The Government of the Philippines does not fully comply with the minimum standards for the elimination of trafficking; however, it is making significant efforts to do so. Despite these overall efforts, the government did not show evidence of progress in convicting trafficking offenders, particularly those responsible for labor trafficking; therefore, the Philippines is placed on Tier 2 Watch List. Although there was an increase in the number of trafficking cases filed in court, only four trafficking convictions were obtained under the 2003 anti-trafficking law during the reporting period, and there were no reported labor trafficking convictions, despite widespread reports of Filipinos trafficked for forced labor within the country and abroad. The number of convictions for sex trafficking offenders is low given the significant scope and magnitude of sex trafficking within the country and to destinations abroad. Achieving more tangible results in convicting trafficking offenders, and in investigating and prosecuting officials complicit in trafficking, is essential for the Government of the Philippines to make more progress toward compliance with the minimum standards for the elimination of trafficking.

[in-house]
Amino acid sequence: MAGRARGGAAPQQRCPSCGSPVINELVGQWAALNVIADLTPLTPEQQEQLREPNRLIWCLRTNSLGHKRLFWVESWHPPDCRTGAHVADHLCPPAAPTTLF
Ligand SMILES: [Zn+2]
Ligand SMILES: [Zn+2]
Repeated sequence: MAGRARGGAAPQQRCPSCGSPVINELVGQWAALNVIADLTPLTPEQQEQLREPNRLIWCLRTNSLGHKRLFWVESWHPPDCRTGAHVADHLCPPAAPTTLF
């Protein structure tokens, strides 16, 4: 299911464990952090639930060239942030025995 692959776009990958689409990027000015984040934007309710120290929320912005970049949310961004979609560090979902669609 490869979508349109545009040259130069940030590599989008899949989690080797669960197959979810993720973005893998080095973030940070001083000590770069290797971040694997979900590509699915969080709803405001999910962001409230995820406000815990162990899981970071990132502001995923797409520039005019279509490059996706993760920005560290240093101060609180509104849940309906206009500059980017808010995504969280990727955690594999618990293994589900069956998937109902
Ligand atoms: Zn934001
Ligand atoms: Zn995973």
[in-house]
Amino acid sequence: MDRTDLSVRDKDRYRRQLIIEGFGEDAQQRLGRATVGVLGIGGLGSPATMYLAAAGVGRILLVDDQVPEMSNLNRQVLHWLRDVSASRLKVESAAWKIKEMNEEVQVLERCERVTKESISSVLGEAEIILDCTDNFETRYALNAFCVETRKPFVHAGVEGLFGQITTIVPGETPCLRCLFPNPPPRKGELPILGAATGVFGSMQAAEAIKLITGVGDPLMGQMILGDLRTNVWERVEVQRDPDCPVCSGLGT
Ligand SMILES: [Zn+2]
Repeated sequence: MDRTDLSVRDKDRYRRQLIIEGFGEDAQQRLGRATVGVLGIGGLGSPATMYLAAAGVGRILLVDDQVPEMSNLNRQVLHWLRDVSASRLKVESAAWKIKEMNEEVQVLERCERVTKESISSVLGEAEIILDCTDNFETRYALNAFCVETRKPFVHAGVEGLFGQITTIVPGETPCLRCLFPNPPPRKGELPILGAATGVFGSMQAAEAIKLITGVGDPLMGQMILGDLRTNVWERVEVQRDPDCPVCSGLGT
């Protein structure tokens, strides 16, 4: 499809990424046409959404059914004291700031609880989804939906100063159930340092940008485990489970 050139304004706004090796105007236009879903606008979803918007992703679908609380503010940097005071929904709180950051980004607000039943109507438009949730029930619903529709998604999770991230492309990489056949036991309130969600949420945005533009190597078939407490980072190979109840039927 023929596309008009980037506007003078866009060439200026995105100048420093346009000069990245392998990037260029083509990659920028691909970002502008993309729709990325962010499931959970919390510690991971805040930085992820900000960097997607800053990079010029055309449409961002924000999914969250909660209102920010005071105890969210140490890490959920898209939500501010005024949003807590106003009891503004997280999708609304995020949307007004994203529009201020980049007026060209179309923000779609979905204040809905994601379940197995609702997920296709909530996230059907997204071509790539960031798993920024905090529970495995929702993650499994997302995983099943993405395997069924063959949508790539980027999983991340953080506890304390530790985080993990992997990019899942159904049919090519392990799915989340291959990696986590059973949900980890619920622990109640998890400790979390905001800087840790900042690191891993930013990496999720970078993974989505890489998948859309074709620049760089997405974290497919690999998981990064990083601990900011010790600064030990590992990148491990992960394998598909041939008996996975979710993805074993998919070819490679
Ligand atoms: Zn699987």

Recommendations for the Philippines: Significantly improve efforts to prosecute, convict, and punish trafficking offenders, including officials complicit in trafficking; dedicate more resources to efforts to prosecute trafficking cases; assess methods to measure and address domestic labor trafficking; implement anti-trafficking awareness campaigns directed at domestic and foreign clients of the sex trade in the Philippines; dedicate increased funding for the Inter-Agency Council Against Trafficking (IACAT) and improve anti-trafficking coordination between government agencies; disseminate information on the 2003 law throughout the country; and train law enforcement officers and prosecutors on the use of the 2003 law.